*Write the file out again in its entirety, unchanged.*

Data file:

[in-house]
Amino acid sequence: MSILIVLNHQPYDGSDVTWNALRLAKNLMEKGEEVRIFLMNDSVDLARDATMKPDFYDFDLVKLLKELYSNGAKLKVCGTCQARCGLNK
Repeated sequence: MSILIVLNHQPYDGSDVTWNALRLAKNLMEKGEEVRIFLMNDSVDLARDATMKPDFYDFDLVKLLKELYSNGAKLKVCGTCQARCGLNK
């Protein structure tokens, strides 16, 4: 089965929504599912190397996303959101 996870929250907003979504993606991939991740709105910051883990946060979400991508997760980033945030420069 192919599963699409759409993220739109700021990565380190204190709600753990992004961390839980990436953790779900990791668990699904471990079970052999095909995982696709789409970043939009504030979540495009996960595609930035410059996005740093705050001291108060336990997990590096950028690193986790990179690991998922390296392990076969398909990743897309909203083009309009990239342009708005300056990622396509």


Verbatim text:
[in-house]
Amino acid sequence: MSILIVLNHQPYDGSDVTWNALRLAKNLMEKGEEVRIFLMNDSVDLARDATMKPDFYDFDLVKLLKELYSNGAKLKVCGTCQARCGLNK
Repeated sequence: MSILIVLNHQPYDGSDVTWNALRLAKNLMEKGEEVRIFLMNDSVDLARDATMKPDFYDFDLVKLLKELYSNGAKLKVCGTCQARCGLNK
């Protein structure tokens, strides 16, 4: 089965929504599912190397996303959101 996870929250907003979504993606991939991740709105910051883990946060979400991508997760980033945030420069 192919599963699409759409993220739109700021990565380190204190709600753990992004961390839980990436953790779900990791668990699904471990079970052999095909995982696709789409970043939009504030979540495009996960595609930035410059996005740093705050001291108060336990997990590096950028690193986790990179690991998922390296392990076969398909990743897309909203083009309009990239342009708005300056990622396509």